Roger Corman

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Roger Corman
Roger Corman (aged 52) in 1978
Roger William Corman

(1926-04-05)April 5, 1926
Detroit, Michigan, U.S.
DiedMay 9, 2024(2024-05-09) (aged 98)
Alma materStanford University (BS, Industrial Engineering, 1947)[1]
  • Film director
  • producer
  • actor
Years active1954–2024
(m. 1970)
RelativesGene Corman (brother)
Military career
AllegianceUnited States
Service/branchUnited States Navy
Years of service1944–1946
Battles/warsWorld War II

Roger William Corman (April 5, 1926 – May 9, 2024) was an American film director, producer and actor.[2][3] Known under various monikers such as "The Pope of Pop Cinema", "The Spiritual Godfather of the New Hollywood", and "The King of Cult", he was known as a trailblazer in the world of independent film.[4]

Among the countless features directed by Corman, a great deal were low-budget films that later attracted a cult following, such as The Little Shop of Horrors (1960), The Intruder (1962), X: The Man with the X-ray Eyes (1963), and the counterculture films, The Wild Angels (1966) and The Trip (1967). House of Usher (1960) became the first of eight films directed by Corman that were adapted from the tales of Edgar Allan Poe, and which collectively came to be known as the "Poe Cycle".[5][6]

In 1964, Corman became the youngest filmmaker to have a retrospective at the Cinémathèque française,[7] as well as in the British Film Institute and the Museum of Modern Art. He was the co-founder of New World Pictures, the founder of New Concorde and was a longtime member of the Academy of Motion Picture Arts and Sciences.[8] In 2009, he was awarded an Academy Honorary Award[9] "for his rich engendering of films and filmmakers".[10]

Corman was also famous for handling the U.S. distribution of many films by noted foreign directors, including Federico Fellini (Italy), Ingmar Bergman (Sweden), François Truffaut (France) and Akira Kurosawa (Japan). He mentored and gave a start to many young film directors such as Francis Ford Coppola,[11] Ron Howard,[12] Martin Scorsese,[13] Jonathan Demme,[14] Peter Bogdanovich,[15] Joe Dante,[16] John Sayles,[17] and James Cameron,[18][19] and was highly influential in the New Hollywood filmmaking movement of the 1960s and 1970s.[20][21] He also helped to launch the careers of actors like Peter Fonda,[22] Jack Nicholson,[18] Dennis Hopper,[17] Bruce Dern,[23] Diane Ladd,[24] and William Shatner.[25]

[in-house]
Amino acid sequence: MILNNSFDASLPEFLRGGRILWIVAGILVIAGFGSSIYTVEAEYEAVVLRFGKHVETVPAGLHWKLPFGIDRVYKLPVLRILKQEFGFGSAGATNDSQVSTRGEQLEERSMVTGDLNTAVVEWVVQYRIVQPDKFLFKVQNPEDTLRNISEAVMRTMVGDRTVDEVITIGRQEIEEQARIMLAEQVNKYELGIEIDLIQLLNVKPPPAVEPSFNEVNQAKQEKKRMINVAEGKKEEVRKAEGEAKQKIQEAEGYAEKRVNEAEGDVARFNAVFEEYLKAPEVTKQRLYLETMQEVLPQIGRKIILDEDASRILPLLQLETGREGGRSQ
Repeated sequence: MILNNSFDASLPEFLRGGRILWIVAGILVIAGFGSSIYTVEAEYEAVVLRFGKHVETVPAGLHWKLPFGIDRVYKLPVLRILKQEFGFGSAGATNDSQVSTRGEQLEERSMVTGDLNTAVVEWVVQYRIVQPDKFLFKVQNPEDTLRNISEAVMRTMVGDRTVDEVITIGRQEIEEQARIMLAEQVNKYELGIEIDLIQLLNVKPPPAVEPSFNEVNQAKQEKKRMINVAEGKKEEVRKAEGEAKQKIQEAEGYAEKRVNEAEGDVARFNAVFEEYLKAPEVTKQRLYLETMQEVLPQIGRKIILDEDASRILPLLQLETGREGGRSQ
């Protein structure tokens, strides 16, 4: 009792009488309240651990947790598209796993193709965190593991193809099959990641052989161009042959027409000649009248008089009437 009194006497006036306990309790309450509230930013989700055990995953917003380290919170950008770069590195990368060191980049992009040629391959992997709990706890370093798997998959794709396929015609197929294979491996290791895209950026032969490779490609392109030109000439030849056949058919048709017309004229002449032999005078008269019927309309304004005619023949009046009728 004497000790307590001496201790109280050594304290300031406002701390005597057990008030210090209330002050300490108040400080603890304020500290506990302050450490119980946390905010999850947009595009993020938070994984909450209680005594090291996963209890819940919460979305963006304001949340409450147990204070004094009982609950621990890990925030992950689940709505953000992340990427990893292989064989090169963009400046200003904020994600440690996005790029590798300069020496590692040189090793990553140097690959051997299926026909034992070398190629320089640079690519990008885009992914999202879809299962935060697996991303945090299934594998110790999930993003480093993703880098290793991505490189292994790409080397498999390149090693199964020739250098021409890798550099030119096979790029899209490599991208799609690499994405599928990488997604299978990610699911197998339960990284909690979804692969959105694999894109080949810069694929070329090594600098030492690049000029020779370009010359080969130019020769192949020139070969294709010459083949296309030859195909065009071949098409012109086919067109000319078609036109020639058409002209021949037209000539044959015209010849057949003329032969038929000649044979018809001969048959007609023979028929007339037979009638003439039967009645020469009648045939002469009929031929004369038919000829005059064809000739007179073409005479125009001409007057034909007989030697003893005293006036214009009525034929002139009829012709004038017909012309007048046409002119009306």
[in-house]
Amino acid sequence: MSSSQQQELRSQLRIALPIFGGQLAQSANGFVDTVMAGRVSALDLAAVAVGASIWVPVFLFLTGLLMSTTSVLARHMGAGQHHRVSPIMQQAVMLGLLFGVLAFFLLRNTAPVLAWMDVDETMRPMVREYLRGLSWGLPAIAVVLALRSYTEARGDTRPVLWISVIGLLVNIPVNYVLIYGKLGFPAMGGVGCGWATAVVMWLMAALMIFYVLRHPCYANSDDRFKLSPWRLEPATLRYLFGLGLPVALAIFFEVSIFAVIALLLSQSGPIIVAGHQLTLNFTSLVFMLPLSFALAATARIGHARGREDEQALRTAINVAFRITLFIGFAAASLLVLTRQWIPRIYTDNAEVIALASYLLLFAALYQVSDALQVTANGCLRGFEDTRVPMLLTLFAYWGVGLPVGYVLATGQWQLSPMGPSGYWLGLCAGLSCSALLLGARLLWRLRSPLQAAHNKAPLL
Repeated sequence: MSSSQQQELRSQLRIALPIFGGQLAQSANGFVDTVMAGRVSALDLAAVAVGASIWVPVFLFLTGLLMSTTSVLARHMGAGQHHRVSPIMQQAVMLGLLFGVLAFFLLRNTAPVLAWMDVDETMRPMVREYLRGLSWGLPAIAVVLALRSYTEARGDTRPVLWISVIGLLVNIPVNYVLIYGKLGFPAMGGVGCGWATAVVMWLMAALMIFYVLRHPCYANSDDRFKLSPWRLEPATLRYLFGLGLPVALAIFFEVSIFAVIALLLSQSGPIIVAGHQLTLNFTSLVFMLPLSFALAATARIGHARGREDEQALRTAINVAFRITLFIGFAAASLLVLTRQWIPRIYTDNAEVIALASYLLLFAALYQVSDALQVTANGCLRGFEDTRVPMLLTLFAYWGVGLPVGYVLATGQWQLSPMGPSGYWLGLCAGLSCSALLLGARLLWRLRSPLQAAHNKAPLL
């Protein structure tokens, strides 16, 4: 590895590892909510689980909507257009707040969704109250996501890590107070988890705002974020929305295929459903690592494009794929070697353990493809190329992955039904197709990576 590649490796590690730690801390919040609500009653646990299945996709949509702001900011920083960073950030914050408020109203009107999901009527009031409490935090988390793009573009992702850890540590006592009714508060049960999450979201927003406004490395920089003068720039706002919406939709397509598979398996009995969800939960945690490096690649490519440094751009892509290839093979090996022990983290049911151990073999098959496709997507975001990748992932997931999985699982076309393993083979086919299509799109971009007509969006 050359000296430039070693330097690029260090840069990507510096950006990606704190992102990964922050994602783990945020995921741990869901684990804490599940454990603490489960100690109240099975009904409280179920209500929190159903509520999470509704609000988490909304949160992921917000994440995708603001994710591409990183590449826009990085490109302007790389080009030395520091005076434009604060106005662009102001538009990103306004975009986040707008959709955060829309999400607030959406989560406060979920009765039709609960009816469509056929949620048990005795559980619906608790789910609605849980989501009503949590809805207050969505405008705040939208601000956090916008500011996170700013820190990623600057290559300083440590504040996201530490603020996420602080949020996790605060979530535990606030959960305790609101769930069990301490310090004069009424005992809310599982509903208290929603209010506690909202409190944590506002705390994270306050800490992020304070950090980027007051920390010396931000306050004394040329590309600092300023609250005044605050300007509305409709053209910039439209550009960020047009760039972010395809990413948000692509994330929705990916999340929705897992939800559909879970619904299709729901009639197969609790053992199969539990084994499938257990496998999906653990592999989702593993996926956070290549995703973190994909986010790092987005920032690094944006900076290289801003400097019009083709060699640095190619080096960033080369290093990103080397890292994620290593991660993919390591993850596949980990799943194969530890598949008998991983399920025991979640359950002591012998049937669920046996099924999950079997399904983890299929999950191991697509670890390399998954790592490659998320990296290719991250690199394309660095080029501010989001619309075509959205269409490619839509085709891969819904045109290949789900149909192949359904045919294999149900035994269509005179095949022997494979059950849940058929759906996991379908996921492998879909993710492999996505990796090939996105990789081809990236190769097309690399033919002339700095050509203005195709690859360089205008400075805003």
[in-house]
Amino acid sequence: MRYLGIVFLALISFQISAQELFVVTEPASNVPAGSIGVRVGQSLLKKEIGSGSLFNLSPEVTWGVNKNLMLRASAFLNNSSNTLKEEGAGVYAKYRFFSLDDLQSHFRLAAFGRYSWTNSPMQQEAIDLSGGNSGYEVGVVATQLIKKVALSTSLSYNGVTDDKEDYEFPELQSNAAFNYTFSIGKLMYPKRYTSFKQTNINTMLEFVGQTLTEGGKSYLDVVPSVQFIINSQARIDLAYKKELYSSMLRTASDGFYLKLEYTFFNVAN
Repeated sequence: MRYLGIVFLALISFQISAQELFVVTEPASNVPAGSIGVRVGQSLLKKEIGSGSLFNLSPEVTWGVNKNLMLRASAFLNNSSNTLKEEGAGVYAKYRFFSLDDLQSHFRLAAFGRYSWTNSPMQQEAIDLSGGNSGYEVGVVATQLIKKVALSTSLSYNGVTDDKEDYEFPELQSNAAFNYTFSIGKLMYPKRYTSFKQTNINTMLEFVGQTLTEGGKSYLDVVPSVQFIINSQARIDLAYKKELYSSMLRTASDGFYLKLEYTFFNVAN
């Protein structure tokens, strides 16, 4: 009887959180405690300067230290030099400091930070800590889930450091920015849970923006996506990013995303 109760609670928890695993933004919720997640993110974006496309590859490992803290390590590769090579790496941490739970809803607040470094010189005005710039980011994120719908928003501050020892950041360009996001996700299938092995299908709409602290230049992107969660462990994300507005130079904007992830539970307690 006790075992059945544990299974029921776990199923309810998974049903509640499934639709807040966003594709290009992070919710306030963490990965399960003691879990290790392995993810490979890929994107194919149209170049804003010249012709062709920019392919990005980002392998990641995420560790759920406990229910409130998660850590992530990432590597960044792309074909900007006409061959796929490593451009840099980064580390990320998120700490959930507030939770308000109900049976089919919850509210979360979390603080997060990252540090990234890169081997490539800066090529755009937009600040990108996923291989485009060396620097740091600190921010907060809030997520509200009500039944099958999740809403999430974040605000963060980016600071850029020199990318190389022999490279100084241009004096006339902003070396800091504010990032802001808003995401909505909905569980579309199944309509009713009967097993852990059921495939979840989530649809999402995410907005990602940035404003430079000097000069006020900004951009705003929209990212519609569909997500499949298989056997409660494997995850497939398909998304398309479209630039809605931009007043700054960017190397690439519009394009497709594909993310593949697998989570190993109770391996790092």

Corman occasionally acted in films by directors who started with him, including The Godfather Part II (1974),[26] The Silence of the Lambs (1991),[27] Philadelphia (1993),[28] Apollo 13 (1995),[29] and The Manchurian Candidate (2004).[30] A documentary about Corman's life and career titled Corman's World: Exploits of a Hollywood Rebel, directed by Alex Stapleton, premiered at the Sundance and Cannes Film Festivals in 2011. The film's TV rights were picked up by A&E IndieFilms after a well-received screening at Sundance.[31]

Early life and education[edit]

Corman was born in Detroit, Michigan, to Anne (née High) and William Corman, an engineer.[32] His younger brother, Gene, produced numerous films, sometimes in collaboration with Roger.[32] The Corman family were Catholics.[33]

Corman went to Beverly Hills High School and then to Stanford University to study industrial engineering. While at Stanford, Corman realized he did not want to be an engineer. He enlisted in the V-12 Navy College Training Program with six months of study to complete. After serving in the United States Navy from 1944 to 1946, he returned to Stanford to finish his degree, receiving a Bachelor of Science degree in industrial engineering in 1947.[1] While at Stanford University, Corman was initiated in the fraternity Sigma Alpha Epsilon.

In 1948, he worked briefly at U.S. Electrical Motors on Slauson Avenue in Los Angeles, but his career in engineering lasted only four days; he began work on Monday and quit on Thursday, telling his boss "I've made a terrible mistake." Soon after he found work at 20th Century Fox as a messenger in the mail room, earning $32.50 per week.[34]


1950–1959: Early film career[edit]

Corman worked his way up to a story reader. The one property that he liked the most and provided ideas for was filmed as The Gunfighter with Gregory Peck. When Corman received no credit at all, he left Fox and decided he would work in film by himself. Under the G.I. Bill, Corman studied English literature at the University of Oxford and lived in Paris for a time.[35]

Corman (age 80; 2006).

Corman then returned to Los Angeles and tried to re-establish himself in the film industry. He took various jobs, including television stagehand at KLAC-TV and a messenger at Fox. He worked as an assistant to agent Dick Hyland, a literary agent.[36]

Corman wrote a script in his spare time and sold it to William F. Broidy at Allied Artists for US$2,000 (equivalent to $22,691 in 2023). "Dick thought it was funny and let me pay myself a commission," said Corman.[37] Originally called House in the Sea, it was retitled Highway Dragnet (1954) and starred Richard Conte and Joan Bennett. Corman also worked as associate producer on the film for nothing, just for the experience.[citation needed]